John's Journal...

Beating the January White-Tailed Deer Blues

How to Find Bucks in January

Click to enlargeEditor’s Note: Several states enjoy deer hunting that lasts until the end of January, particularly some of the southern states. But deer hunters often find hunting miserable during most of the month of January because the deer know more about you than you do about them. The deer know ...
* what time you go hunting,
* what time you break for lunch,
* when you'll return to the woods,Click to enlarge
* where you've located your tree stands,
* where you hunt most often,
* where you seldom hunt,
* how and where to get you to waste your time hunting, so they can go on with their daily routines. To sum the situation up, the deer have psyched you out and outsmarted you. However, if you think outside the box (or blind), there’s still time for you to bag a quality buck.

Scout from Above:
If most of your hunting buddies don't bag many bucks in January, then you have to learn how and where to hunt in places they're not hunting. “One of the best ways I've learned to scout any piece of property that I'm going to hunt after the leaves have fallen off the trees is to rent an airplane and fly over the property," says George Cochran of Hot Springs, Arkansas, a two-time Bassmasters Classic champion, and an avid deer hunter. "From the air, you can spot deer trails that you more than likely won't be able to see if you're on the ground. You can look down in thickets and see openings that you'll never see from the ground. You can oftentimes spot bucks out in the middle of sage and grass fields that you won't ever spot if you've spooked them. Too, you can identify bottlenecks and funnel areas that you may not have been able toClick to enlarge see from the ground." In many areas, you can charter an airplane for a $100 an hour or less, save a tremendous amount of scouting time and locate many bucks that you probably won't spot unless you get above them.

Use Trail Cameras:
I can't think of any better tool for locating big bucks, especially at this time of yearClick to enlarge, than trail cameras. These motion-sensor cameras not only will tell you if you have an older-age class buck on your property to hunt but also will let you know in which direction the deer has gone, what time of day or night the deer moves  and the size of the deer. Too, these cameras can identify the ghost bucks that live on your land that you've never seen.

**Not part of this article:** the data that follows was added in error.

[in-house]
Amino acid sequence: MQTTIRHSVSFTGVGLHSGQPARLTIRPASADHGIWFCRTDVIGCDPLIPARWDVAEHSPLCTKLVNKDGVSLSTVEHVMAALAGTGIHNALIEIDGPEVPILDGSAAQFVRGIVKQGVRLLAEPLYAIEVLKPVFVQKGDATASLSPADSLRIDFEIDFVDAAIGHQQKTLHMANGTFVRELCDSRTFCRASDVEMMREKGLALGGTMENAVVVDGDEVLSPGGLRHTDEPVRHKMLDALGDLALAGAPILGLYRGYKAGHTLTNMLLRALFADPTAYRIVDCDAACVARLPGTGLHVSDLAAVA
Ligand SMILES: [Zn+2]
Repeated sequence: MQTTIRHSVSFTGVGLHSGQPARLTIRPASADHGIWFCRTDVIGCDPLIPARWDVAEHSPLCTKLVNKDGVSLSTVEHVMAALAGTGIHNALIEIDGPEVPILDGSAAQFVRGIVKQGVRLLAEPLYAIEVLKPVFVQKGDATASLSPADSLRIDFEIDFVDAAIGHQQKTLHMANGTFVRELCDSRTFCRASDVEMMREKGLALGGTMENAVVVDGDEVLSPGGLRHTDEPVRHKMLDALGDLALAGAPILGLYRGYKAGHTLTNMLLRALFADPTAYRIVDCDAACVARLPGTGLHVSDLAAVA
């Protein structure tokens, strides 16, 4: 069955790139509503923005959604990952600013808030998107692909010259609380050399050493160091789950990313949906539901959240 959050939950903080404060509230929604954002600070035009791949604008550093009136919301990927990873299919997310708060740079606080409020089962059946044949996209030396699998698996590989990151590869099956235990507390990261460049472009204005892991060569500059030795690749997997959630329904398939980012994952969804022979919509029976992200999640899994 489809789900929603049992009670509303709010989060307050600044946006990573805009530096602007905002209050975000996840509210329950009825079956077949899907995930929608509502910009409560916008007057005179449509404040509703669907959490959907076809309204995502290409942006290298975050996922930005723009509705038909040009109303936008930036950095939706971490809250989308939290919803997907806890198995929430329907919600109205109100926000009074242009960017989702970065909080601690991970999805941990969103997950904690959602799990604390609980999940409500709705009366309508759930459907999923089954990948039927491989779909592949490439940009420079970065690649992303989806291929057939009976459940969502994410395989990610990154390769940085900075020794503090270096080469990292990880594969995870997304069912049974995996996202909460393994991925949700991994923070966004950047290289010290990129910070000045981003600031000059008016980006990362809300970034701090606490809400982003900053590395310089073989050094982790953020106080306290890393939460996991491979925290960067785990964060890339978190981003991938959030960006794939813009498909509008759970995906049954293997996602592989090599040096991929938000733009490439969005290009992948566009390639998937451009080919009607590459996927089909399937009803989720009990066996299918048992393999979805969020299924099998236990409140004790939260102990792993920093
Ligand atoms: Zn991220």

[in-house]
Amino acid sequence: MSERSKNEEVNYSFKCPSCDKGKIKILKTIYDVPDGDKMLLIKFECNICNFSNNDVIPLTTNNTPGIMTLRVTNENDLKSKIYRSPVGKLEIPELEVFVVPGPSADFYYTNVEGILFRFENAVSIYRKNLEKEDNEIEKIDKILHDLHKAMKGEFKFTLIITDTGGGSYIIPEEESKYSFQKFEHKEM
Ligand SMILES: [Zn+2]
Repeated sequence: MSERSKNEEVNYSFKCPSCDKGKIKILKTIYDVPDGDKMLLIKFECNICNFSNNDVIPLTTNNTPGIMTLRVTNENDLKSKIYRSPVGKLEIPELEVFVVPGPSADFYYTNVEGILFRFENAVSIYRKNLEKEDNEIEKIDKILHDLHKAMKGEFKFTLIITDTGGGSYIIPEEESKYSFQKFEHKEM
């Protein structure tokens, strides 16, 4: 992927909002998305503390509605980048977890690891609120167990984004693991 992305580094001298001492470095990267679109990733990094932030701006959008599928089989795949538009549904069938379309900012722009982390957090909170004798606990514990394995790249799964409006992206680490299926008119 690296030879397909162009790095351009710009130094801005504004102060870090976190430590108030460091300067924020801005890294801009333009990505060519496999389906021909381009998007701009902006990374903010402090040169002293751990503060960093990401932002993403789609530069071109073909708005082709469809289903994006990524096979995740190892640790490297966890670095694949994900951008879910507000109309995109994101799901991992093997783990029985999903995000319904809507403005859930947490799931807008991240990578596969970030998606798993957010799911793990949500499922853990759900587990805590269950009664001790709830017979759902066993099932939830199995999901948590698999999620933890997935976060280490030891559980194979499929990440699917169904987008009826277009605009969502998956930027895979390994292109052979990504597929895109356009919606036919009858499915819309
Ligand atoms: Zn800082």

"Trail cameras have taught me that there are more deer in the woods than any of us have ever imagined," says John Frank of Rubio, Iowa. I interviewed Frank about why, how and where he hunted for shed antlers. From that interview, I learned that he considered trail-timer cameras the best scouting tools deer hunters had to keep up with big bucks rarely seen in the daylight. "I've photographed one huge buck on my grandparents' property and gotten three pictures of him at different times," Frank comments. "Although I know exactly where he lives, I've never seen him when I've been hunting. This buck is totally nocturnal, and the only pictures that I have of him have been taken at night. But because I know where this buck lives, I can go in and hunt for his antlers after the season and take his trophy rack, even if I never take him with a gun or a bow." Frank, a student of deer and deer movement, has put together more information that will help you bag a buck this month.

Tomorrow: When to Hunt Big Bucks in January

Check back each day this week for more about "Beating the January White-Tailed Deer Blues"

Day 1: Why Smart Bucks Live
Day 2: How to Bag an Older-Age-Class White-tailed Buck During January
Day 3: How to Find Bucks in January
Day 4: When to Hunt Big Bucks in January
Day 5: How to Fool January’s White-Tailed Bucks


Entry 493, Day 3